This probably would have happened sooner if my uni work wasn’t taking priority, but with that ending a couple of days ago I could finally regroup, de-stress from that and focus on dealing with the complications and frantic fiddly nature of the blog. Sorry it had to take a side step for awhile but uni can be very loud and pouty when it wants to be.
Hopefully the next four months will be less turbulent and uncertain, and I can rebuild my visitors and followers, and maybe reclaim my global reach I had before. I am trying very hard not to get absolutely furious at Blog.com for doing this, but it is hard, though a lot has been vented these past few weeks at various stages. The only reason I actually went to Blog.com was that they had my URL, no one else had it available, and now, as I tidy up and ship out, I end up where I could have been four months and a range of errors ago somewhere else with an abbreviated URL.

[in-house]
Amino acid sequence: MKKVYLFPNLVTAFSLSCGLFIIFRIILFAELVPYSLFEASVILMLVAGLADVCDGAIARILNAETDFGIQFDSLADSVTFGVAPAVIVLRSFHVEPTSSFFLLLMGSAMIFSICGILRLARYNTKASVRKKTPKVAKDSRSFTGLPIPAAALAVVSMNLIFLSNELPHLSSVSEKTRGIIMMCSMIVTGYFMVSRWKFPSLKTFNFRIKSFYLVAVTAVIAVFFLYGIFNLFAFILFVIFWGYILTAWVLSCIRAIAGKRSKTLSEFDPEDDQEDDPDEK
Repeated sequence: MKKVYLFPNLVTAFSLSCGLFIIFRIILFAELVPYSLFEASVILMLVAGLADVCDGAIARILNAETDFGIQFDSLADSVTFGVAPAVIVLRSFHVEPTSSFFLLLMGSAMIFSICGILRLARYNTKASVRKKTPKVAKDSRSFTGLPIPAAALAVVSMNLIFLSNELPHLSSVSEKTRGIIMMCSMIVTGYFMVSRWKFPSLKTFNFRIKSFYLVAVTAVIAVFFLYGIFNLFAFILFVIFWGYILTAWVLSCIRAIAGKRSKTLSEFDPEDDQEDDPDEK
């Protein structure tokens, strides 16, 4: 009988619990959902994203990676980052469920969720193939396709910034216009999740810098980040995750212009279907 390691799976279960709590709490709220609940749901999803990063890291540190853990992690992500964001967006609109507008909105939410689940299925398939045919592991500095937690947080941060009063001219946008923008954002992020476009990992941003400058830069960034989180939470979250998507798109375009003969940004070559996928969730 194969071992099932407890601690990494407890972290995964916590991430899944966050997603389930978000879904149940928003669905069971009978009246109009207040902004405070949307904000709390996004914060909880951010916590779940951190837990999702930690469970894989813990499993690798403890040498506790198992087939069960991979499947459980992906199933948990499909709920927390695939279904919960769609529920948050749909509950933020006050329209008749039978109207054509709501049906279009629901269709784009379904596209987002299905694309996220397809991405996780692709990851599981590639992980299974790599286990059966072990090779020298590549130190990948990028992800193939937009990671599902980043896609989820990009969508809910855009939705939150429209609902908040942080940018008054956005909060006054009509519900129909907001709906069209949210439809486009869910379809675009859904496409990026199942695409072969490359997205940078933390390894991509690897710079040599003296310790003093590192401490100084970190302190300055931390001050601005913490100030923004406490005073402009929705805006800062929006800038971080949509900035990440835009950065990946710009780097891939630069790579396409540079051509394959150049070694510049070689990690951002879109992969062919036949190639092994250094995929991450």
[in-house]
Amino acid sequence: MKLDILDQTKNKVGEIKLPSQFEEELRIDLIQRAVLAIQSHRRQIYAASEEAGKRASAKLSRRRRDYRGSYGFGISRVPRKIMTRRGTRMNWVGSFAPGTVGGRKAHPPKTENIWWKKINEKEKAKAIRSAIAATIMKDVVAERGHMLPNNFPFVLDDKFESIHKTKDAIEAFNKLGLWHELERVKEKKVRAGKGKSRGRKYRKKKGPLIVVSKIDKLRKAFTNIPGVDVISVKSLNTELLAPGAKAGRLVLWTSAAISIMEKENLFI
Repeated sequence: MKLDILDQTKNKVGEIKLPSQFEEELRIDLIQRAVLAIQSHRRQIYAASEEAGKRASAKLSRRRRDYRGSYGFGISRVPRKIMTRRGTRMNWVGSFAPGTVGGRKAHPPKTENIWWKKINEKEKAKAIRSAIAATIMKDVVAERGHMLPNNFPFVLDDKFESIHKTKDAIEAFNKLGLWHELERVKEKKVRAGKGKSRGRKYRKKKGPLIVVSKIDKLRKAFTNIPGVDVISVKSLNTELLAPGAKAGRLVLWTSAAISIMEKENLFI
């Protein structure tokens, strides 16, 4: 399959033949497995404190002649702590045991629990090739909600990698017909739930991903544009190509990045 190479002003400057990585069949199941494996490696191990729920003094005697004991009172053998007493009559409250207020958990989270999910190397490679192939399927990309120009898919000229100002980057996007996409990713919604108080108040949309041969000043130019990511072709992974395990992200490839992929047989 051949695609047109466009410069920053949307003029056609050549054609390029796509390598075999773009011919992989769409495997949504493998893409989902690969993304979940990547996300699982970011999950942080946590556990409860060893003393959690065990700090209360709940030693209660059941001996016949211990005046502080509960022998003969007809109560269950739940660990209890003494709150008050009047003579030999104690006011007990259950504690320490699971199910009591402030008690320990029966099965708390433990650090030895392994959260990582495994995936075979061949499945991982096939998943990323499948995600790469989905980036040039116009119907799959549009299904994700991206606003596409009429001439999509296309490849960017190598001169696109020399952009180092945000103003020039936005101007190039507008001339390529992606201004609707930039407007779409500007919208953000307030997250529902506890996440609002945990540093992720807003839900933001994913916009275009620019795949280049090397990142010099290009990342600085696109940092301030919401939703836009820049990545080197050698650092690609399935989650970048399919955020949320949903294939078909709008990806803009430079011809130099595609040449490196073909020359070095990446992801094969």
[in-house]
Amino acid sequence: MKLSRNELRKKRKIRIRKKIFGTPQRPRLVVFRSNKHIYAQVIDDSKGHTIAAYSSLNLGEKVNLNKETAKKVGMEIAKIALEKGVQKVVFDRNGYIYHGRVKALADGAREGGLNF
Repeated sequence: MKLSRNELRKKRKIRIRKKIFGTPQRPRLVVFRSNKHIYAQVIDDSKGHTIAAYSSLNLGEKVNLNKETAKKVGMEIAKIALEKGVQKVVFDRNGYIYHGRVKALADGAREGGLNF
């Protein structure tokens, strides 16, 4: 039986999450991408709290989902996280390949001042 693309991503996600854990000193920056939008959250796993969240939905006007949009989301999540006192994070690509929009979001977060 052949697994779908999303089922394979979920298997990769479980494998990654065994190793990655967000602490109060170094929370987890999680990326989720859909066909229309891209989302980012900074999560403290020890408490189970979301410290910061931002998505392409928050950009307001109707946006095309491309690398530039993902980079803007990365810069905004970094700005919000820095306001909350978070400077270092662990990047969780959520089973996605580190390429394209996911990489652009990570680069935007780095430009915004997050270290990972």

So I won’t continue to bore you with the pedantic nature of it all, I think I covered a lot in the previous apology post, so I will just announce that we have successfully jumped ship, and have established ourselves in our new home. I invite you all to move with me to http://lostinagoodbk.wordpress.com/!
Oh, and if you would like to comment and send conodolences, you can’t, because comments still don’t work (that’s 7 weeks and counting), and there are two very cute images attached to this but whether they will show or not is also uncertain (another key reason why we are moving right there).